Australia is one of the world’s biggest islands, but at the same time it’s the words smallest continent called Oceania. Australia is home to 22,262,501 people. In the year 1800 on planet Earth we had a population of approximately one billion, today in the year 2013 we now have 7,110,541,300 and rising. Since 1965 the population in Australia has doubled. The baby boom created one of Australia’s biggest generations “the baby boomers”. One in five live in Sydney and one in almost five live in Melbourne. Today Australia is diverse than ever before, one in four weren’t even born there. We can see Australia is experiencing record high birth rates, as a nation they are aging.
The number of ethnic groups in Australia is rising but as it is to date there is a percentage of 92% of whites, 7% Asians and the rest of the percentage belongs to natives and other ethnic groups. The majority of citizens speak English since Australia used to be a colony that belonged to the British. The British used British convicts in the island to work as labor men since they were cheap to hire and already skilled craftsmen, farmers. At one point the colony even became “The finest Harbour in the World.” The colony later went through to gaining its independence on January 26, 1818.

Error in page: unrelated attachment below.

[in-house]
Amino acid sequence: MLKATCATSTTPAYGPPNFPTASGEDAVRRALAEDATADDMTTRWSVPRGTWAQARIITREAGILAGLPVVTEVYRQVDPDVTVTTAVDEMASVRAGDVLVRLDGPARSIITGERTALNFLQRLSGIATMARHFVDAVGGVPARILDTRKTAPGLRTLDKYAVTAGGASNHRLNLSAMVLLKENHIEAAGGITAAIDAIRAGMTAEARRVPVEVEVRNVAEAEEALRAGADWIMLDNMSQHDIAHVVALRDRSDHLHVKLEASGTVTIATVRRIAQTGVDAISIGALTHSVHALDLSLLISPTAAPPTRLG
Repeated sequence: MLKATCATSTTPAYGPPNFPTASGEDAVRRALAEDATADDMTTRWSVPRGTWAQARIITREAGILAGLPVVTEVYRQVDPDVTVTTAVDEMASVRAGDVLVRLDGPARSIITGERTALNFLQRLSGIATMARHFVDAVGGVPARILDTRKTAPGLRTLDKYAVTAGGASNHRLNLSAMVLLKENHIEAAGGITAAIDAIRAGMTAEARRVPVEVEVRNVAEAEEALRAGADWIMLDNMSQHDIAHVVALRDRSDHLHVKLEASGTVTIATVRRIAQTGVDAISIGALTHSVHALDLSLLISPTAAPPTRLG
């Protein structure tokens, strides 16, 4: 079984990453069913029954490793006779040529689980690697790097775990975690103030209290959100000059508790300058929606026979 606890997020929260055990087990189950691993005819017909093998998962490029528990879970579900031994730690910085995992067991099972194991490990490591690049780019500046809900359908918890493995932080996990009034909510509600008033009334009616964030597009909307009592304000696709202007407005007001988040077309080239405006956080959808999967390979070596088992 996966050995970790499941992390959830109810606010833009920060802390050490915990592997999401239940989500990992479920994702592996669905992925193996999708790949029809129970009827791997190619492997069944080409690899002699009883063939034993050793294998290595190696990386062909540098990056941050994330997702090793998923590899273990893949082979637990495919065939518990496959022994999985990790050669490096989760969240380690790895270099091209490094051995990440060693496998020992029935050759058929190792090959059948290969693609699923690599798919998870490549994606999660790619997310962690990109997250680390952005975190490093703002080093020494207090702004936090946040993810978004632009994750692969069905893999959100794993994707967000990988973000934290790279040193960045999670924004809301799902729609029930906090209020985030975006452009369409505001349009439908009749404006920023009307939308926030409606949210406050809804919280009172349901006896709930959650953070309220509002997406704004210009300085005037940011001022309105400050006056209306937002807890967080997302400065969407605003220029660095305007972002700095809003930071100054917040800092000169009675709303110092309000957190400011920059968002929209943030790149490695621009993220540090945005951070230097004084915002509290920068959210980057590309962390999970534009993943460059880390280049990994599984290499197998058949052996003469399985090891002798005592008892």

Immediately after the World War 2 birth rates increased in Australia just like in the US and Canada causing the “Baby Boom”. Australia’s “boomers” created 182,000 babies in a single year, but just like in Quebec the population is aging. When a population is aging means that the average Australian age is increasing. This issue is common among developed countries and is the result of declining birth rates, having smaller families and living longer thanks to advances in technology and medicine. This makes it hard for today’s Baby Boomers; they now have to work even longer into their lives and cause them to have a late retirement.
The majority of Australia's population is spread along the coastline. Today’s population is around 20 million, is strongly populated mainly in the large coastal cities of Sydney, Melbourne, Brisbane, Perth and Adelaide. These immensely populated cities then spread out into what we call urban areas, and then branch out into small towns. There…